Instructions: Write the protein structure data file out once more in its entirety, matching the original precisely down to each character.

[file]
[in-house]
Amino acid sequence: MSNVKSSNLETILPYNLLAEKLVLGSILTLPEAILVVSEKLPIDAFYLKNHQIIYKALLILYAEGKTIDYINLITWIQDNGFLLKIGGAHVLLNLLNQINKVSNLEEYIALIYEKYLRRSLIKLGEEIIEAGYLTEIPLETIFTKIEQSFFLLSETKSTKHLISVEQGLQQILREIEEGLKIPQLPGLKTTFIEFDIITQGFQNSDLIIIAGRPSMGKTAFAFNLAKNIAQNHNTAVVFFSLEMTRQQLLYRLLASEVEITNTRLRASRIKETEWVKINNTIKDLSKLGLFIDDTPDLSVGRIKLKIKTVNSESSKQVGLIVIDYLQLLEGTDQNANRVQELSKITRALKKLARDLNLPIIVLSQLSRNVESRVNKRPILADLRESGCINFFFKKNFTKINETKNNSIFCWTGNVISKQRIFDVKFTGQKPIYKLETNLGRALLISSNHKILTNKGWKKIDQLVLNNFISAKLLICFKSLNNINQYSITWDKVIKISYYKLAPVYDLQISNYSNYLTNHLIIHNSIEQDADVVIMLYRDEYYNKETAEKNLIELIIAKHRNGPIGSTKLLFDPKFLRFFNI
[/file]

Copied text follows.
[in-house]
Amino acid sequence: MSNVKSSNLETILPYNLLAEKLVLGSILTLPEAILVVSEKLPIDAFYLKNHQIIYKALLILYAEGKTIDYINLITWIQDNGFLLKIGGAHVLLNLLNQINKVSNLEEYIALIYEKYLRRSLIKLGEEIIEAGYLTEIPLETIFTKIEQSFFLLSETKSTKHLISVEQGLQQILREIEEGLKIPQLPGLKTTFIEFDIITQGFQNSDLIIIAGRPSMGKTAFAFNLAKNIAQNHNTAVVFFSLEMTRQQLLYRLLASEVEITNTRLRASRIKETEWVKINNTIKDLSKLGLFIDDTPDLSVGRIKLKIKTVNSESSKQVGLIVIDYLQLLEGTDQNANRVQELSKITRALKKLARDLNLPIIVLSQLSRNVESRVNKRPILADLRESGCINFFFKKNFTKINETKNNSIFCWTGNVISKQRIFDVKFTGQKPIYKLETNLGRALLISSNHKILTNKGWKKIDQLVLNNFISAKLLICFKSLNNINQYSITWDKVIKISYYKLAPVYDLQISNYSNYLTNHLIIHNSIEQDADVVIMLYRDEYYNKETAEKNLIELIIAKHRNGPIGSTKLLFDPKFLRFFNI